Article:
More public awareness developed in 1987 when the Mobro 4000, a barge carrying 3,168 tons of garbage from New York, was denied permission to land at its intended destination in North Carolina. The barge then traveled from place to place, as far south as Belize and all the way back to New York, each time being refused permission to dispose of its cargo. The case may have been an isolated incident, but the wide media coverage it drew alerted the public's attention to the issue of solid waste management. It may have been one factor that led to the dramatic increase in recycling rates that occurred in the late 1980s and 1990s.
I remember getting our first recycling bin from Los Angeles county, where I grew up, in the early 1990s. It was a big yellow tub. Now, recyclable items outnumber other waste-- the recycling bin is always more full than the trash.
Practices in Beijing
After learning that the village probably had little by way of waste disposal facilities, I didn't feel comfortable throwing out my garbage there anymore. Only living there three days a week though, I didn't produce very much. I figured it wouldn't be too much trouble to pack my trash back to Beijing each week. But that got me wondering: how did Beijing dispose of its waste? Was it any better?
Everyday, an army of small vehicles--9,797 of them, according to the 2014 China Statistical Yearbook-- penetrate the city. They take what they collect to transfer stations, where it is compacted and shipped in specially-built containers to disposal facilities. These disposal facilities consisted of seventeen landfill sites, four incinerators, and three composting plants in 2013. The main waste disposal technology in Beijing is landfills, with 56% of the city's waste disposed of that way in 2013.
Recycling exists independently, in the for-profit sector. Migrant workers from the countryside sift through trash cans or make house calls to collect bottles and cardboard from residents. Oftentimes you see them riding through the streets with giant bales of empty plastic bottles, sheets of cardboard, or broken electronics strewn together on the backs of tricycles, several feet up in the air. They ride to the outskirts of the city, where they sell their wares to recycling depots. Plastics are then resold to mom and pop operations further from Beijing, where individuals mostly in small-scale, family businesses then clean, melt down, and process the materials. In his book, Junkyard Planet: Travels in the Billion-Dollar Trash Trade, journalist Adam Minter describes the plastics recycling industry that was formerly centered in Wen'an County, Hebei Province. Before the county banned plastics recycling because of environmental concerns, it was where almost all of Beijing's plastics ended up. None of the recyclers had safety equipment or took any measures for environmental protection. According to Minter, although Wen'an's industry no longer operates, these small-scale, environmentally unsafe plastics recycling businesses still exist all over northern China.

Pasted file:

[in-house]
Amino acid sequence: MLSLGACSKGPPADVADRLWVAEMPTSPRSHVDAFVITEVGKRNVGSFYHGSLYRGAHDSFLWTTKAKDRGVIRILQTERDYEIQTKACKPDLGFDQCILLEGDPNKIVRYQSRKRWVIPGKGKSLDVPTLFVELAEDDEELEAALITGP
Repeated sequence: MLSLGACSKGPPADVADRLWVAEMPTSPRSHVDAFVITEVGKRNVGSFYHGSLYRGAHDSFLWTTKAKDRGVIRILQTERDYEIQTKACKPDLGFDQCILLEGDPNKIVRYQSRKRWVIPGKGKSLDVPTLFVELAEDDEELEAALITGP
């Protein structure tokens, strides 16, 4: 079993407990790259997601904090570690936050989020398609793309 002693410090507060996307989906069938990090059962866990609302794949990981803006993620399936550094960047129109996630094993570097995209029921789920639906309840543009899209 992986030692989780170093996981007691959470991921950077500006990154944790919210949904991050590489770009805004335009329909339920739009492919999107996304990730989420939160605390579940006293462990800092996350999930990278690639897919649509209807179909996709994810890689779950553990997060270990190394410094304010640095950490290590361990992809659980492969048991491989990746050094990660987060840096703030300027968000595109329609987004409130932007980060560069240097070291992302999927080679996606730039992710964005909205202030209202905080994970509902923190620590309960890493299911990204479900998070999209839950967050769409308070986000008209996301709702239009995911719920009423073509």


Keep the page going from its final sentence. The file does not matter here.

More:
It's clear that Beijing's waste management system is overburdened. Beijing's landfills are running over capacity, and many will have to close ahead of schedule. For the future, Beijing is looking to develop more incineration plants with technology in place to limit air pollution and potentially create energy. Many incineration plants, however, have met opposition from locals who fear that air pollution will not be adequately controlled.
One potential way to limit the amount of waste that needs to be incinerated or buried would be to increase recycling and composting efforts. This, however, would require greater knowledge and participation on the part of city residents, in addition to increased city infrastructure. Because the majority of residents are not educated on how to sort garbage-- landfill waste, recycling, and compost-able kitchen scraps usually get tossed out in one single bin. Unless independent trash-pickers remove recyclables, a bin's entire contents typically get picked up by one truck and taken to a transfer station. Most transfer stations don't have the capacity to sort through the waste they receive. As a result, a great deal of recyclables and kitchen waste ends up in landfills.
Outside Big Cities, Rural Communities Struggle to Keep Up